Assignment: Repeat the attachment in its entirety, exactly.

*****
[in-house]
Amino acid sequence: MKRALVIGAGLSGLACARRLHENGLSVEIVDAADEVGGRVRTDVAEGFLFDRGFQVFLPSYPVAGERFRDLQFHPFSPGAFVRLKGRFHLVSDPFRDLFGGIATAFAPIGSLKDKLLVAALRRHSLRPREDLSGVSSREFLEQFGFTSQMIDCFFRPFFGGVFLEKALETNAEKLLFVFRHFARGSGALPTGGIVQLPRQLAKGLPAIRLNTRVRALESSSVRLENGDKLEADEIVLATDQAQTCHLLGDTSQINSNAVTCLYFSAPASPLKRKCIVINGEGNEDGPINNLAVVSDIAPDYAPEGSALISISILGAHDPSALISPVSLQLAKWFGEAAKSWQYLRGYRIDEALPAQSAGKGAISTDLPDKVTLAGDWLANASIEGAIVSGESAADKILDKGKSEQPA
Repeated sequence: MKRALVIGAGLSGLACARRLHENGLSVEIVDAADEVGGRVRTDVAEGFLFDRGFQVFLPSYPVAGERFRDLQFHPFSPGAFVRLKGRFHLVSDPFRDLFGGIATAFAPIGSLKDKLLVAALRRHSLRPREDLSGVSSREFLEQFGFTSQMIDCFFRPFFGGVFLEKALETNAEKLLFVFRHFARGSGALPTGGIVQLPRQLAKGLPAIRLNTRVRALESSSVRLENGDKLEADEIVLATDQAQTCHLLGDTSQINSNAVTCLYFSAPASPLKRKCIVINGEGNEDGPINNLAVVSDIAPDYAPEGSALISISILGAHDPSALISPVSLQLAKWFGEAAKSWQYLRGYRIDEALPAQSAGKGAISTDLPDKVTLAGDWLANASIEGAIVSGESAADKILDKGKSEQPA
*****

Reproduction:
[in-house]
Amino acid sequence: MKRALVIGAGLSGLACARRLHENGLSVEIVDAADEVGGRVRTDVAEGFLFDRGFQVFLPSYPVAGERFRDLQFHPFSPGAFVRLKGRFHLVSDPFRDLFGGIATAFAPIGSLKDKLLVAALRRHSLRPREDLSGVSSREFLEQFGFTSQMIDCFFRPFFGGVFLEKALETNAEKLLFVFRHFARGSGALPTGGIVQLPRQLAKGLPAIRLNTRVRALESSSVRLENGDKLEADEIVLATDQAQTCHLLGDTSQINSNAVTCLYFSAPASPLKRKCIVINGEGNEDGPINNLAVVSDIAPDYAPEGSALISISILGAHDPSALISPVSLQLAKWFGEAAKSWQYLRGYRIDEALPAQSAGKGAISTDLPDKVTLAGDWLANASIEGAIVSGESAADKILDKGKSEQPA
Repeated sequence: MKRALVIGAGLSGLACARRLHENGLSVEIVDAADEVGGRVRTDVAEGFLFDRGFQVFLPSYPVAGERFRDLQFHPFSPGAFVRLKGRFHLVSDPFRDLFGGIATAFAPIGSLKDKLLVAALRRHSLRPREDLSGVSSREFLEQFGFTSQMIDCFFRPFFGGVFLEKALETNAEKLLFVFRHFARGSGALPTGGIVQLPRQLAKGLPAIRLNTRVRALESSSVRLENGDKLEADEIVLATDQAQTCHLLGDTSQINSNAVTCLYFSAPASPLKRKCIVINGEGNEDGPINNLAVVSDIAPDYAPEGSALISISILGAHDPSALISPVSLQLAKWFGEAAKSWQYLRGYRIDEALPAQSAGKGAISTDLPDKVTLAGDWLANASIEGAIVSGESAADKILDKGKSEQPA